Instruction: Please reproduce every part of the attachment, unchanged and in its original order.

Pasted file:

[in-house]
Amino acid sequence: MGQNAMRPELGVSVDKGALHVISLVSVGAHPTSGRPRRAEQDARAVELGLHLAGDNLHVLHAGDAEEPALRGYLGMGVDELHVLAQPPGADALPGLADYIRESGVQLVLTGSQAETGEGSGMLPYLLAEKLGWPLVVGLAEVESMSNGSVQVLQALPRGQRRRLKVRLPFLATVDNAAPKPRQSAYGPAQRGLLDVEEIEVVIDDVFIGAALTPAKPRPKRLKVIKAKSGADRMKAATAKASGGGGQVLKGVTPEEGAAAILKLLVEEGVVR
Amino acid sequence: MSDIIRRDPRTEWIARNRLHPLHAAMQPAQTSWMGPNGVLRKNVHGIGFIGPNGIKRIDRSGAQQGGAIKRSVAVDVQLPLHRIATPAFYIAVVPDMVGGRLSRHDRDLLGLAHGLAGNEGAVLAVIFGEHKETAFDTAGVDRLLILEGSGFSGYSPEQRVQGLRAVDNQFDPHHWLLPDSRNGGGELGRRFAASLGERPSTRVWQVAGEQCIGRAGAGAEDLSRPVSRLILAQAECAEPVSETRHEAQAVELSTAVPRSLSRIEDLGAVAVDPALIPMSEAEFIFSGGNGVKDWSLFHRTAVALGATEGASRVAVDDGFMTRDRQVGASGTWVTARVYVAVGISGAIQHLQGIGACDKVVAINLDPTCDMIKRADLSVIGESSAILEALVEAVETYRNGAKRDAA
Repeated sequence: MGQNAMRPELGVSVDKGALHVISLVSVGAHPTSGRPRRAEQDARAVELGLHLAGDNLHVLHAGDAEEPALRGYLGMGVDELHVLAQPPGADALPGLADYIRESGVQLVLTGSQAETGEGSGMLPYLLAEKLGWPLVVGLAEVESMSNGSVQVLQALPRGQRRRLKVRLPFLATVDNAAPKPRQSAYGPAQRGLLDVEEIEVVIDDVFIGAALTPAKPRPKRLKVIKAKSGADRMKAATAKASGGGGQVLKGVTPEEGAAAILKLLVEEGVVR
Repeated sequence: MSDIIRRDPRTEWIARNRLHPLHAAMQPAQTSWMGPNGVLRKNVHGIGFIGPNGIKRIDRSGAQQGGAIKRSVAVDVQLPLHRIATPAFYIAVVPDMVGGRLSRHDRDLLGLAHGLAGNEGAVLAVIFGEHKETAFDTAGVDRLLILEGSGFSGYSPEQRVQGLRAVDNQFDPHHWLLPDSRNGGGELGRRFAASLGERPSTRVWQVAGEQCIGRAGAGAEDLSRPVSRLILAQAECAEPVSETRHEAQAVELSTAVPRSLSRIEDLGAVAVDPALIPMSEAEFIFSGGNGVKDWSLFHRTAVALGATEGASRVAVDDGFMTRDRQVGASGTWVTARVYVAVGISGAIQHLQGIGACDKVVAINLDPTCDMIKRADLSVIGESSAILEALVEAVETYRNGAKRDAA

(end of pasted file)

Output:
[in-house]
Amino acid sequence: MGQNAMRPELGVSVDKGALHVISLVSVGAHPTSGRPRRAEQDARAVELGLHLAGDNLHVLHAGDAEEPALRGYLGMGVDELHVLAQPPGADALPGLADYIRESGVQLVLTGSQAETGEGSGMLPYLLAEKLGWPLVVGLAEVESMSNGSVQVLQALPRGQRRRLKVRLPFLATVDNAAPKPRQSAYGPAQRGLLDVEEIEVVIDDVFIGAALTPAKPRPKRLKVIKAKSGADRMKAATAKASGGGGQVLKGVTPEEGAAAILKLLVEEGVVR
Amino acid sequence: MSDIIRRDPRTEWIARNRLHPLHAAMQPAQTSWMGPNGVLRKNVHGIGFIGPNGIKRIDRSGAQQGGAIKRSVAVDVQLPLHRIATPAFYIAVVPDMVGGRLSRHDRDLLGLAHGLAGNEGAVLAVIFGEHKETAFDTAGVDRLLILEGSGFSGYSPEQRVQGLRAVDNQFDPHHWLLPDSRNGGGELGRRFAASLGERPSTRVWQVAGEQCIGRAGAGAEDLSRPVSRLILAQAECAEPVSETRHEAQAVELSTAVPRSLSRIEDLGAVAVDPALIPMSEAEFIFSGGNGVKDWSLFHRTAVALGATEGASRVAVDDGFMTRDRQVGASGTWVTARVYVAVGISGAIQHLQGIGACDKVVAINLDPTCDMIKRADLSVIGESSAILEALVEAVETYRNGAKRDAA
Repeated sequence: MGQNAMRPELGVSVDKGALHVISLVSVGAHPTSGRPRRAEQDARAVELGLHLAGDNLHVLHAGDAEEPALRGYLGMGVDELHVLAQPPGADALPGLADYIRESGVQLVLTGSQAETGEGSGMLPYLLAEKLGWPLVVGLAEVESMSNGSVQVLQALPRGQRRRLKVRLPFLATVDNAAPKPRQSAYGPAQRGLLDVEEIEVVIDDVFIGAALTPAKPRPKRLKVIKAKSGADRMKAATAKASGGGGQVLKGVTPEEGAAAILKLLVEEGVVR
Repeated sequence: MSDIIRRDPRTEWIARNRLHPLHAAMQPAQTSWMGPNGVLRKNVHGIGFIGPNGIKRIDRSGAQQGGAIKRSVAVDVQLPLHRIATPAFYIAVVPDMVGGRLSRHDRDLLGLAHGLAGNEGAVLAVIFGEHKETAFDTAGVDRLLILEGSGFSGYSPEQRVQGLRAVDNQFDPHHWLLPDSRNGGGELGRRFAASLGERPSTRVWQVAGEQCIGRAGAGAEDLSRPVSRLILAQAECAEPVSETRHEAQAVELSTAVPRSLSRIEDLGAVAVDPALIPMSEAEFIFSGGNGVKDWSLFHRTAVALGATEGASRVAVDDGFMTRDRQVGASGTWVTARVYVAVGISGAIQHLQGIGACDKVVAINLDPTCDMIKRADLSVIGESSAILEALVEAVETYRNGAKRDAA